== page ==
The Aegis

Harford County school budget plan focuses on staff retention with significant increase for wages

Thank you for supporting our journalism. This article is available exclusively for our subscribers, who help fund our work at The Baltimore Sun.

The Harford County Board of Education began discussions of the budget proposal for fiscal 2023 on Monday night, with a proposed operating budget of $568.7 million, up $49.1 million or 9.5% from last year.

Mandatory budget increases of $46.7 million will add 105.2 full-time positions; these increases also include the $30.4 million wage package for school staff, up 280% from last year’s proposed $8 million.


Schools Superintendent Sean Bulson said that “inflationary pressures,” such as the rising Consumer Price Index, weighed heavily into the budget increase.

“We all knew that keeping our staff in place during COVID was a challenge,” Bulson said. “One of the realizations that occurred in the middle of developing this budget was that we really needed to focus on the salary package for all of our employees.”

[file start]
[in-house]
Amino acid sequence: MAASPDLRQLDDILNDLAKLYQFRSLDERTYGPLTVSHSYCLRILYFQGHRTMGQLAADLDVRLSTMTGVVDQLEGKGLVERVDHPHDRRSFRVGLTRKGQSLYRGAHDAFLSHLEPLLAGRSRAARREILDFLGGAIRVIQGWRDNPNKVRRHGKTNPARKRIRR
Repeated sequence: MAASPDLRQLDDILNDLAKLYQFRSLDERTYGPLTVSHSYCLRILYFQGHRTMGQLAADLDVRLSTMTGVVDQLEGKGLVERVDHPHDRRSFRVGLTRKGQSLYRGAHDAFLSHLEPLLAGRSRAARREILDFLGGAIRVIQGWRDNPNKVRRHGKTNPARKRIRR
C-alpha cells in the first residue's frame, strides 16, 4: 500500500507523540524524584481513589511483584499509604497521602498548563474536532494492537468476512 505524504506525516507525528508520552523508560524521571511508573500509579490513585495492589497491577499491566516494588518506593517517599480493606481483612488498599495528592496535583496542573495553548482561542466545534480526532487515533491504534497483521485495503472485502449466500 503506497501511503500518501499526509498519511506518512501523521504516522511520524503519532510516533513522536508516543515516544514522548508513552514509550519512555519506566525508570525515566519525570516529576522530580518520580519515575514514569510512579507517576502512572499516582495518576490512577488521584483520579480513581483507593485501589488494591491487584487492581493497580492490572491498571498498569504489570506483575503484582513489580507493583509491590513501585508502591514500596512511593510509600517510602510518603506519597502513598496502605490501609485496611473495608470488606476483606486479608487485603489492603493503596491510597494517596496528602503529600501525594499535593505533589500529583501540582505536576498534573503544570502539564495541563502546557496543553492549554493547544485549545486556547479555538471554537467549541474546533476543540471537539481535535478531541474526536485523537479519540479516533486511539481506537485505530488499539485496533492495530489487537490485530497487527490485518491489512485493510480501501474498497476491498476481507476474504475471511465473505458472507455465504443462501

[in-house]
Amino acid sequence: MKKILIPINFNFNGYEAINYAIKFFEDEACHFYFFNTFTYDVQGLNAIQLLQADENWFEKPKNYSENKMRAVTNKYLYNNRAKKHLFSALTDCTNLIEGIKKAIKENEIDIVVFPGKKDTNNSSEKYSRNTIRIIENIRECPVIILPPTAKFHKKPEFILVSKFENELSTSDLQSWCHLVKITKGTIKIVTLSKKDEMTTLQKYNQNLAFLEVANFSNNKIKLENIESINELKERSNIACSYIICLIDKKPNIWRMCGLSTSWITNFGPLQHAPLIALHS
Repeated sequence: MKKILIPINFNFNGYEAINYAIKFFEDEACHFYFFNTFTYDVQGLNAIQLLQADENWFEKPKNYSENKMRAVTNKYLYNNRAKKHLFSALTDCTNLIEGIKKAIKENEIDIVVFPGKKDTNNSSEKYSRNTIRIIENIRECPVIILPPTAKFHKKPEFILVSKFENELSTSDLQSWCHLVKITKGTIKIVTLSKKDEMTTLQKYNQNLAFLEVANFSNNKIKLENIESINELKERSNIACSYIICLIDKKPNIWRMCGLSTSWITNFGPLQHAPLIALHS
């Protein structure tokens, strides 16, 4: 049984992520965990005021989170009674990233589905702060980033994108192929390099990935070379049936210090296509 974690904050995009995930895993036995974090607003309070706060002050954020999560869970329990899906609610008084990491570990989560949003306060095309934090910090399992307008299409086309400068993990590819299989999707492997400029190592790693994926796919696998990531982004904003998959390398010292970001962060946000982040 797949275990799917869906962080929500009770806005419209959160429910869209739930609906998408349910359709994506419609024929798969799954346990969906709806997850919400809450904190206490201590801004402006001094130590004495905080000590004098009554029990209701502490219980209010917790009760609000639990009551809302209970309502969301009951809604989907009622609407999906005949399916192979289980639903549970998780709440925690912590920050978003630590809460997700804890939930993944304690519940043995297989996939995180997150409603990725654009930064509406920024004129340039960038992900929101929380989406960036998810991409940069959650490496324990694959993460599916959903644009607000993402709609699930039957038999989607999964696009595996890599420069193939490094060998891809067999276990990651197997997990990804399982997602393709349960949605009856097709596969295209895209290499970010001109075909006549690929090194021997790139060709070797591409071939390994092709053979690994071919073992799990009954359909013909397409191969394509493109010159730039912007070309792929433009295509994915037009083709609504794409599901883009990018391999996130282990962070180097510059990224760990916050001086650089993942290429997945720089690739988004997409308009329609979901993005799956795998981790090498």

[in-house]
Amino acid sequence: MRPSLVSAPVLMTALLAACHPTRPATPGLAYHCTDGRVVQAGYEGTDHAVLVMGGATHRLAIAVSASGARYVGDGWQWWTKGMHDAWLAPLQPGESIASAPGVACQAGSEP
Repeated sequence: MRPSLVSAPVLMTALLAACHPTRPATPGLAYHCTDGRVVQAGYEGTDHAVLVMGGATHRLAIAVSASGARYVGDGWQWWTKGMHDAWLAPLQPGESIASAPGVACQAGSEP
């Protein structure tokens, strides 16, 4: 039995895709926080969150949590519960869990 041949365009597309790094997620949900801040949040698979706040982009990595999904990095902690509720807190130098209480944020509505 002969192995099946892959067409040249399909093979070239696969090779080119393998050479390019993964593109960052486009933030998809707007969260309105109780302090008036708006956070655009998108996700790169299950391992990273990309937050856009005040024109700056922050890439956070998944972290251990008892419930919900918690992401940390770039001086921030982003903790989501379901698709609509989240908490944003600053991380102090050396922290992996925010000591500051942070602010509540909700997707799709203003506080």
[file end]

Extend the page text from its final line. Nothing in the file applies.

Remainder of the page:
The proposal adds an assistant principal position at every elementary school at a cost of $140,781 per hire. The position was eliminated at all but two elementary schools a few years ago, according to board member Patrice Ricciardi during the budget review.

The Morning Sun


Get your morning news in your e-mail inbox. Get all the top news and sports from the

In addition to mandatory increases, there will be 29 full-time positions added to the school system’s priority schools for a cost of almost $2.5 million. Schools are determined “priority” based on factors such as how many students are in the Free and Reduced Meals program, staff retention percentage and number of teachers with conditional certification.

Priority schools determined by the county in fiscal 2023 are: Aberdeen Middle School, Aberdeen High School, Church Creek Elementary School, Edgewood Middle School, Edgewood High School, Joppatowne High School, Magnolia Middle School and Roye Williams Elementary School.

Out of the operating budget, $324.2 million would be requested from the local government – $30.4 million more than last year – a 10.4 percent increase. State funding requested also increases by 7.8 percent to $235.2 million.

At this point, the Board of Education is not anticipating receiving any funding from the federal government for COVID-19 relief.

The board will vote on the proposed budget Feb. 14. The budget is due to the county March 1.